Low Code for Pro Coders
Low-code app development is here, and thanks to the rise of work from home (WFH) over the past couple of years, it is here to stay.
Businesses that transitioned rapidly to WFH saw how quick and affordable it was to digitize their simple and manual processes with low-code applications. But behind the scenes, all things were not glitter and gold. As business users cheered for the rise of low code, the groans of IT departments and their full-stack engineers, whom we’ll call “pro coders” for this article, rattled the walls.
To the full-stack engineers who can make anything out of ones and zeroes, a graphical interface is the bird cage that prevents them from soaring through the skies.
Lack of Normal Software Development Pipelines
Take an app and ask two developers to work on it. When one pro coder does something that conflicts with another pro coder, there are well-defined, tried-and-true processes to settle these merge conflicts. Some low-code app platforms do not have a process to settle these conflicts — they often just automatically accept the newest version.
Not Scalable Enough
Seasoned developers spend years developing the expertise to create scalability in an application, and now we are being asked to trust in the scalability of a low-code platform? “This works great in your demo describing a two-step process that will benefit the 10 users using it, but what if ten thousand users use it at the same time?” I have joined enough low-code app demos on Zoom to see these kinds of questions flood the chat.
The Actual Problem
Those are valid concerns and actual problems. But they are actual problems only because of the lack of process.
Low-code app development is not the silver bullet that marks the end of full-stack engineering and traditional IT, but it can be the shiny new tool you want everyone to use. Before using a low-code app platform, you should understand its limits and the best use-case scenarios for it. To deny the usefulness of these low-code platforms because they are too simple or cannot do everything is openly admitting that you did not read the documentation.
Low-code tools like ServiceNow’s App Engine can spin up a database with a collection form that automatically sends out approval requests and action tasks, all in a fraction of the time it would take for a full-stack engineer to do it from scratch. Could more functionalities be added to this if done from scratch? Absolutely. In the end, it’s up to you to determine which solution should be used while factoring in level of effort, resources available and timelines.
The Perks of Low-Code For Pros
There are building blocks in traditional app development that everyone deals with. Things like databases (lists and forms with SQL queries) and frontend interfaces (websites, reporting engines and notifications). If a low-code app platform does these things for you the way you want — or even if it only does 90% of what you want, but does it nine times faster and you do the last 10% manually — then those building blocks are no longer your problem. Now you can focus on more interesting, specialized, innovative projects.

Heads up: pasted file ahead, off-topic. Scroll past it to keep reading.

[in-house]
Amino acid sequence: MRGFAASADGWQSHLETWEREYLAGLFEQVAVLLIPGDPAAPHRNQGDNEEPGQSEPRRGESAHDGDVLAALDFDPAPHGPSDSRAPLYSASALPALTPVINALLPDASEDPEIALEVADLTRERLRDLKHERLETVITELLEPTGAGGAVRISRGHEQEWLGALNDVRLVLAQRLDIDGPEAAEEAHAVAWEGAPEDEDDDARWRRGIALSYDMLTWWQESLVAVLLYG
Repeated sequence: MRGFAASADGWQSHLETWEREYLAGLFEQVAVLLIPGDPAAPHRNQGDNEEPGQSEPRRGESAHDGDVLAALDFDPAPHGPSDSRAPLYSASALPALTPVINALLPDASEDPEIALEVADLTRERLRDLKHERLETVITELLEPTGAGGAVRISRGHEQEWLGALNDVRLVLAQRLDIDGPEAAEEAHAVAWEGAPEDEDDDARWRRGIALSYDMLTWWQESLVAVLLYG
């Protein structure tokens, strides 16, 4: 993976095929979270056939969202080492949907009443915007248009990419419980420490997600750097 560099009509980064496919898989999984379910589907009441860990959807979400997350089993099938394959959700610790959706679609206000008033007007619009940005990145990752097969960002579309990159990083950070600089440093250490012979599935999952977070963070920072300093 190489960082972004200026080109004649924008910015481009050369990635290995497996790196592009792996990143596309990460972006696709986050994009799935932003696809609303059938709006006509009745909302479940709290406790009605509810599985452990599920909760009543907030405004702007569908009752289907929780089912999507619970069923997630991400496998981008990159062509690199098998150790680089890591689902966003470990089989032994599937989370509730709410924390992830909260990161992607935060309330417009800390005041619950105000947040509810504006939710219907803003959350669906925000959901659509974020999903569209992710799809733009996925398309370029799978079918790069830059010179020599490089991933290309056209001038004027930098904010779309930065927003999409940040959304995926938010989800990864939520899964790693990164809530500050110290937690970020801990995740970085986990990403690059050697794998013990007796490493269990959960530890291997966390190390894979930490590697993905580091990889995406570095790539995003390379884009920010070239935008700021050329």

The rise of citizen development is not coincidentally correlated with the rise of low code. When I worked for the University of California, my team often had a backlog of requests for new apps and features that, if we were to say yes to everything, would’ve taken months or years to get through, on top of ongoing maintenance operations. While it gave us the benefit of showing that we needed more resources, it help that customers were complaining about our slow timelines. Low-code app development meant we could train non-developers to fulfill their own requests for apps and features. The more we equipped others with the platform, training, best use cases, etc., the easier it got for us to work on everything else.
Working at a university, I hired student developers to work on these low-code platforms. One of my student developers was trained to first use low-code app solutions and within one week of her cohort’s onboarding, we were releasing apps to the campus created entirely by new student developers. Low-code apps equip developers with skills that allow them to hit the ground running and have a foundation to build from. According to that same student developer, “these skills have led me to become a junior developer post-college, and a product developer for a partner company.”